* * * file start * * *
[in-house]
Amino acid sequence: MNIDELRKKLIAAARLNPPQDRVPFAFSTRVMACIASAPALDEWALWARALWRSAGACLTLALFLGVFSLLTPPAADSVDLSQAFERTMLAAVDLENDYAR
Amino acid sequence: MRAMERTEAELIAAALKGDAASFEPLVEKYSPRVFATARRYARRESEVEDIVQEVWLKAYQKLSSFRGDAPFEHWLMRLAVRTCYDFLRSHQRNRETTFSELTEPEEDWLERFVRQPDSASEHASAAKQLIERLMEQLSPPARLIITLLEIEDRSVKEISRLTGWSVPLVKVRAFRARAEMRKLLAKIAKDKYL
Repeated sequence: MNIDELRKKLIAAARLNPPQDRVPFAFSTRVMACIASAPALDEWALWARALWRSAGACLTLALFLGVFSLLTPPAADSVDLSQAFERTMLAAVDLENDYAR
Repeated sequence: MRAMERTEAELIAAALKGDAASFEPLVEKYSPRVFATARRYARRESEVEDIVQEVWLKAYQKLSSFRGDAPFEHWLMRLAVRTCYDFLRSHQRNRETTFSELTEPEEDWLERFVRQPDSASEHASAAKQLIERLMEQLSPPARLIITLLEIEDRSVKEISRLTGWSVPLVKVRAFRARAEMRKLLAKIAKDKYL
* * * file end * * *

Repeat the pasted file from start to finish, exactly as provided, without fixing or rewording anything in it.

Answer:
[in-house]
Amino acid sequence: MNIDELRKKLIAAARLNPPQDRVPFAFSTRVMACIASAPALDEWALWARALWRSAGACLTLALFLGVFSLLTPPAADSVDLSQAFERTMLAAVDLENDYAR
Amino acid sequence: MRAMERTEAELIAAALKGDAASFEPLVEKYSPRVFATARRYARRESEVEDIVQEVWLKAYQKLSSFRGDAPFEHWLMRLAVRTCYDFLRSHQRNRETTFSELTEPEEDWLERFVRQPDSASEHASAAKQLIERLMEQLSPPARLIITLLEIEDRSVKEISRLTGWSVPLVKVRAFRARAEMRKLLAKIAKDKYL
Repeated sequence: MNIDELRKKLIAAARLNPPQDRVPFAFSTRVMACIASAPALDEWALWARALWRSAGACLTLALFLGVFSLLTPPAADSVDLSQAFERTMLAAVDLENDYAR
Repeated sequence: MRAMERTEAELIAAALKGDAASFEPLVEKYSPRVFATARRYARRESEVEDIVQEVWLKAYQKLSSFRGDAPFEHWLMRLAVRTCYDFLRSHQRNRETTFSELTEPEEDWLERFVRQPDSASEHASAAKQLIERLMEQLSPPARLIITLLEIEDRSVKEISRLTGWSVPLVKVRAFRARAEMRKLLAKIAKDKYL